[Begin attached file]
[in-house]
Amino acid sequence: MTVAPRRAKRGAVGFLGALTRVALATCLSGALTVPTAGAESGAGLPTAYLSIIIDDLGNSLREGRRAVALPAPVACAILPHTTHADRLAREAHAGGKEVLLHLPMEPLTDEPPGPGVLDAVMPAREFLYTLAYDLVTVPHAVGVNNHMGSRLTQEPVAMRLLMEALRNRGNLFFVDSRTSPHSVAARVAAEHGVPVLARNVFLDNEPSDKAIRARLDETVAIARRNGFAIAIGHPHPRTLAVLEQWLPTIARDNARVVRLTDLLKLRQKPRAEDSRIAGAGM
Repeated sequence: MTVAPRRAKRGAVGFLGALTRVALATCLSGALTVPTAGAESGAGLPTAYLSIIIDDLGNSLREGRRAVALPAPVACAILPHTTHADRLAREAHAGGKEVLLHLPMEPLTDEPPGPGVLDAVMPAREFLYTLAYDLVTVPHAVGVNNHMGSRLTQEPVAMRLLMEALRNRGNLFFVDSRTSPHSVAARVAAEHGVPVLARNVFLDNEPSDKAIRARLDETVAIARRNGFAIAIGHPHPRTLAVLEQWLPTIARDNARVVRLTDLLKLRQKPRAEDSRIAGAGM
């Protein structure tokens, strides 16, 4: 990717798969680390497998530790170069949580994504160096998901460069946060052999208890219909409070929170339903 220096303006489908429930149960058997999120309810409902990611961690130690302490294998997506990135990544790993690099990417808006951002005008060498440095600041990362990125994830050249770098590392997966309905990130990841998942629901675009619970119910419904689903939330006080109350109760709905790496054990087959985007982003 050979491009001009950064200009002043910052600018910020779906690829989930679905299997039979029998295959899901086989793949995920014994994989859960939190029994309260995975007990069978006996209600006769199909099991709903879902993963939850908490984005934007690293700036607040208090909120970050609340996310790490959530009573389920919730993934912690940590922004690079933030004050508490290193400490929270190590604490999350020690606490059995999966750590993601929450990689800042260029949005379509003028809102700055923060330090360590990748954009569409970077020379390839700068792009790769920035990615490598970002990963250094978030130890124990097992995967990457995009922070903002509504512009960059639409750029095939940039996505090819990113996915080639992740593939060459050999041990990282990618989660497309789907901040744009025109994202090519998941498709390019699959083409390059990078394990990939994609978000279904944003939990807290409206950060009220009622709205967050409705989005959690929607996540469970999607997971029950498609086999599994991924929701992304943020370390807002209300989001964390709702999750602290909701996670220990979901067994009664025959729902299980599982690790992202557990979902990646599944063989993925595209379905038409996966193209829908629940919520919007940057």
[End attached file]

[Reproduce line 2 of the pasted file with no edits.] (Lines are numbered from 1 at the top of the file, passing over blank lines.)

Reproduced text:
Amino acid sequence: MTVAPRRAKRGAVGFLGALTRVALATCLSGALTVPTAGAESGAGLPTAYLSIIIDDLGNSLREGRRAVALPAPVACAILPHTTHADRLAREAHAGGKEVLLHLPMEPLTDEPPGPGVLDAVMPAREFLYTLAYDLVTVPHAVGVNNHMGSRLTQEPVAMRLLMEALRNRGNLFFVDSRTSPHSVAARVAAEHGVPVLARNVFLDNEPSDKAIRARLDETVAIARRNGFAIAIGHPHPRTLAVLEQWLPTIARDNARVVRLTDLLKLRQKPRAEDSRIAGAGM